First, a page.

This is a study of the political and economic activities of an important group of British businessmen in India between 1850 and 1960. Though denounced by Indian nationalists as the economic arm of the British Raj, the firms of these 'Managing Agents' seemed unassailable before the First WorldWar. However, during the inter-war period they rapidly lost their commanding position to both Indian and other foreign competitors. Dr Misra argues that the failure of these firms was, in part, the consequence of their particular (and ultimately self-defeating) attitudes towards business, politics,and race. She casts new light on British colonial society in India, and makes an important contribution to current debates on the nature of the British Empire and the causes of Britain's relative economic decline.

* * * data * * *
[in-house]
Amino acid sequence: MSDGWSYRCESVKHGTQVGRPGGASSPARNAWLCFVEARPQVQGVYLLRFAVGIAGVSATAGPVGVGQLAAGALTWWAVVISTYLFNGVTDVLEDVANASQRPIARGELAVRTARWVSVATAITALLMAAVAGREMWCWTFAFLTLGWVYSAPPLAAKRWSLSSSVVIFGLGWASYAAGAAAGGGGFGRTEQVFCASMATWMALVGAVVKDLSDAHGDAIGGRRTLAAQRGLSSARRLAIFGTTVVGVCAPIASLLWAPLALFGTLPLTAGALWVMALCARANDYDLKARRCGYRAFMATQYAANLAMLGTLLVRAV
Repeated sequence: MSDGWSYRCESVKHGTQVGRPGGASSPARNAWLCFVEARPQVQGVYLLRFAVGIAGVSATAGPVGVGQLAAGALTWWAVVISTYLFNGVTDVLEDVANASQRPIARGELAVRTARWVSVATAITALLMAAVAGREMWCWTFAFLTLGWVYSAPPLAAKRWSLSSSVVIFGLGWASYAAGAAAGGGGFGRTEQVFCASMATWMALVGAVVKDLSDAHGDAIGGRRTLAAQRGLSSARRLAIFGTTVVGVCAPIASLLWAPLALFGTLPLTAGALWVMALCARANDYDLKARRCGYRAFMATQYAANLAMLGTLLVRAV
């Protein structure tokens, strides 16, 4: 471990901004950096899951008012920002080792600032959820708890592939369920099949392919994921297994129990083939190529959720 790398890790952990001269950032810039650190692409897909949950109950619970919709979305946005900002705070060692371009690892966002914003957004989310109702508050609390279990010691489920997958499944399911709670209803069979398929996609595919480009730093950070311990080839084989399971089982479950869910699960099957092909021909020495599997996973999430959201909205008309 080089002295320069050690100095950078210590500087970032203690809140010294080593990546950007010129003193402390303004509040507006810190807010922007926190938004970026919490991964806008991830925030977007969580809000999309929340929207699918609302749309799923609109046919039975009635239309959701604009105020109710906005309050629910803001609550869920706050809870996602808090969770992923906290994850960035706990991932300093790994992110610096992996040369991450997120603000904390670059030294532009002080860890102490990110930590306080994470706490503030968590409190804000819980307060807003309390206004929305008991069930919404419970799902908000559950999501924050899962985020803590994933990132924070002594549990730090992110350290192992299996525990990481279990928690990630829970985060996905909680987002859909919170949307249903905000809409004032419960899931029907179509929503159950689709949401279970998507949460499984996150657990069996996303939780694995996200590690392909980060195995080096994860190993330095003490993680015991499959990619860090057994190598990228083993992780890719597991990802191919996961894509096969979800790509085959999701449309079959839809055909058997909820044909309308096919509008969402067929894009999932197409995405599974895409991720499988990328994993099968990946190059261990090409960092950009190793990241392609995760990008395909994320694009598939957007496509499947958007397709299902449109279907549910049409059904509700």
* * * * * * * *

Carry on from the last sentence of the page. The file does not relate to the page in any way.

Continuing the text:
Table of Contents
Introduction
The Origins of the Managing Houses, 1860-1919
The Managing Agency Houses in the Era of High Imperialism, 1860-1919
The Managing Agencies and the Indian Economy, 1919-1947
The Partnership Firm and its Critics
Industry and Innovation
Commerce and Finance
Expatriate Enterprise, Race, and Politics
Business, Race, and Economic Nationalism
Business, the State, and Economic Development, 1919-1947
Business, Politics, and Reform, 1919-1947
British Business and Independence, 1947-1970
Conclusion
Bibliography
Table of Contents provided by Publisher. All Rights Reserved.